During the American Civil War, the Confederate States of America maintained a gunpowder factory in Augusta. Carloads of gunpowder would be transported on the Georgia Railroad to various battlefields in the "Western Campaign."

Although the Civil War saw heavy damage to railroads such as the Georgia Railroad, management used their considerable resources to restore operation as quickly as possible. The Georgia Railroad even resorted to temporarily abandoning the Athens branch to secure enough rail to reopen its main line. After their defeat, returning Confederate soldiers were given free rides home, to the extent that the company's limited rail network would allow.

They also honored all Confederate scrip issued by their bank. No depositor lost their savings even if Confederate money had no value. It helped that the Georgia Railroad and Banking Company had the financial strength to honor those promises. At that time, most Southern banks were repudiating any obligations related to Confederate currency. This helped to solidify the bank's reputation as one of the premier banks in the southeastern United States, well into the 20th century.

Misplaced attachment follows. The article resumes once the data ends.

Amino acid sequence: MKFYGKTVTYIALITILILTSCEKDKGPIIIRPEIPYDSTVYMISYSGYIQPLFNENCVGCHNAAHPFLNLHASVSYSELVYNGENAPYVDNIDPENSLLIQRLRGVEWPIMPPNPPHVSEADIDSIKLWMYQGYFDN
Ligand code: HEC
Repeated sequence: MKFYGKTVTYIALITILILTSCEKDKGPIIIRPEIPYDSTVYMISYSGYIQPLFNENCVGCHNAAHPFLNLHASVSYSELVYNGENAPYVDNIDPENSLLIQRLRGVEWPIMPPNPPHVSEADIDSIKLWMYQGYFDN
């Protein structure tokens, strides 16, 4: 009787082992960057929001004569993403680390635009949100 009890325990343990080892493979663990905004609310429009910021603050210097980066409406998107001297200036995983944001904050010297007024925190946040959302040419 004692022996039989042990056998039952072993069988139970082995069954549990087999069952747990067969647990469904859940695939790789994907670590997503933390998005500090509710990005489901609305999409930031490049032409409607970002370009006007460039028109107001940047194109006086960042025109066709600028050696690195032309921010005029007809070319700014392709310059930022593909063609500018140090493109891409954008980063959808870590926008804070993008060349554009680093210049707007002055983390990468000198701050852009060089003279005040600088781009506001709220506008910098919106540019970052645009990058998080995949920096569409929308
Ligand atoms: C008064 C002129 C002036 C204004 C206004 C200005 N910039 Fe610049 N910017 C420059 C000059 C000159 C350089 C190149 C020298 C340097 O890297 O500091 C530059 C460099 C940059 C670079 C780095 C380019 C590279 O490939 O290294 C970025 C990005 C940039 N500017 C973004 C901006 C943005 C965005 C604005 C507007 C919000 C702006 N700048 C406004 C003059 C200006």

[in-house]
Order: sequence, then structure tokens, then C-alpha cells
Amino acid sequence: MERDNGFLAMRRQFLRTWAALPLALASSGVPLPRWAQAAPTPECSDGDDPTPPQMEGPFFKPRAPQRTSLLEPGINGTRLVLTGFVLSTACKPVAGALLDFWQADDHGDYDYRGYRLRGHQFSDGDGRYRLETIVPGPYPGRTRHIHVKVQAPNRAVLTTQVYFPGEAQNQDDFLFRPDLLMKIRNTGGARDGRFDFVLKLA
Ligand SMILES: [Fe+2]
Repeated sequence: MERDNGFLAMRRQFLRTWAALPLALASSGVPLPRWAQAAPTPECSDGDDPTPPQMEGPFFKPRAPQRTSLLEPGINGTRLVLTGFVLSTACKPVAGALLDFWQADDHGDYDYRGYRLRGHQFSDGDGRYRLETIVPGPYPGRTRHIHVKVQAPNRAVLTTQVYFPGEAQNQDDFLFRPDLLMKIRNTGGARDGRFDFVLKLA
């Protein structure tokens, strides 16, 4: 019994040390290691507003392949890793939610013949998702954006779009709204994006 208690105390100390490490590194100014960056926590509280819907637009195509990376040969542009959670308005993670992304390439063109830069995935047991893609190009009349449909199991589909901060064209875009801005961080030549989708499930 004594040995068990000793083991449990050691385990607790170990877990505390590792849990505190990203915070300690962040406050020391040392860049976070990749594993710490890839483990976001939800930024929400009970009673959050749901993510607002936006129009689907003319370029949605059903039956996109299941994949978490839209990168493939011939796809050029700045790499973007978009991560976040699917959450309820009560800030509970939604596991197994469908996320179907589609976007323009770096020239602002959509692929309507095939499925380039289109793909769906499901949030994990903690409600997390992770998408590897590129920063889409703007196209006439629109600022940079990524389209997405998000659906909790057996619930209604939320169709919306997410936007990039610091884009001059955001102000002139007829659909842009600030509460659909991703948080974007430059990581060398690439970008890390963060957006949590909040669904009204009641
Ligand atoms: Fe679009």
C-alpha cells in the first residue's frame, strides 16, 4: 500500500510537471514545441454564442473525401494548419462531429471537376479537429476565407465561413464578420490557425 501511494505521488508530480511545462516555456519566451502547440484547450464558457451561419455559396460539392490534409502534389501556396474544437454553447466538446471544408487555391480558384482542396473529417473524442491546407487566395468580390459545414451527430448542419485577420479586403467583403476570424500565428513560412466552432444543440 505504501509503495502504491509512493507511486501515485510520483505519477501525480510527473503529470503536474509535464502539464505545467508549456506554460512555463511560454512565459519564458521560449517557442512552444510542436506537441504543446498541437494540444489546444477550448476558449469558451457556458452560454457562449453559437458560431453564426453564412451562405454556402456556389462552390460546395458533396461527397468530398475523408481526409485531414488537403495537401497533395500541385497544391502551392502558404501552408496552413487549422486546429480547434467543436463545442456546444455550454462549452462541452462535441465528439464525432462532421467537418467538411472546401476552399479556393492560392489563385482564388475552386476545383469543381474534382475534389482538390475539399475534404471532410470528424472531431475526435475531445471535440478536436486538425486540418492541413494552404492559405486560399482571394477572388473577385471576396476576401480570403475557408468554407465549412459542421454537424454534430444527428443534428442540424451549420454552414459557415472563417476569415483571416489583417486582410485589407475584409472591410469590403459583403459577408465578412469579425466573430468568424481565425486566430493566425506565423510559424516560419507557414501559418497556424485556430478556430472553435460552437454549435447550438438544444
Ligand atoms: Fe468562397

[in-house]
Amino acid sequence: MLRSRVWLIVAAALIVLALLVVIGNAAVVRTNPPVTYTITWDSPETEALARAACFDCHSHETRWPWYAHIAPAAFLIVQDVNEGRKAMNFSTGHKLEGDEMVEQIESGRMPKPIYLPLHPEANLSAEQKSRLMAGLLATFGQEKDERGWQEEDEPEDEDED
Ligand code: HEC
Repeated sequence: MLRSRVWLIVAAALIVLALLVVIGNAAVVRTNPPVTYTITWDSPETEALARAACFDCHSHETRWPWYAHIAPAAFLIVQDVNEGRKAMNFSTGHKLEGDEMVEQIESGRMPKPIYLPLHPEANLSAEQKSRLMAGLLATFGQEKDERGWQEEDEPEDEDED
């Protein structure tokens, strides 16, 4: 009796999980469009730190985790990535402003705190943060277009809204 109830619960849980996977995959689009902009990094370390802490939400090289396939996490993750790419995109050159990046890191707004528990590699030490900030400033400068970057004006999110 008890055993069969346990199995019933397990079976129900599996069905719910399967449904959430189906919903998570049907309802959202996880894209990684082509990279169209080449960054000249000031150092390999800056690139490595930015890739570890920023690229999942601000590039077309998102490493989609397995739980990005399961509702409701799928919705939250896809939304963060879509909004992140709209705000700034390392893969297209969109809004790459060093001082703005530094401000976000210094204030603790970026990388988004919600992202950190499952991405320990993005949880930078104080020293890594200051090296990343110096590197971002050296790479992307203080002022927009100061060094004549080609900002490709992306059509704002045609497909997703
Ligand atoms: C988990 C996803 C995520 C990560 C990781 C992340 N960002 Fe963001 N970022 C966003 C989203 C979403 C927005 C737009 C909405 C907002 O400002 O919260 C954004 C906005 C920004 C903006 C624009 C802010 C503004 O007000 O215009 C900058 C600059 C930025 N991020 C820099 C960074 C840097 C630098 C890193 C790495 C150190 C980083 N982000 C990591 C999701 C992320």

Post-war years edit

Historic marker at Georgia Railroad Freight Depot in Atlanta

The Georgia Railroad Freight Depot, designed by architect Max Corput, was completed in 1869 and is the oldest building in Downtown Atlanta.[5] The company was later re-chartered as the Georgia Railroad Bank, then a subsidiary of the First Railroad and Banking Company, which eventually opened banks in Atlanta under the name of First Georgia Bank. The banking operations were merged with First Union in 1986 and First Union subsequently merged with Wachovia Corporation (now Wells Fargo).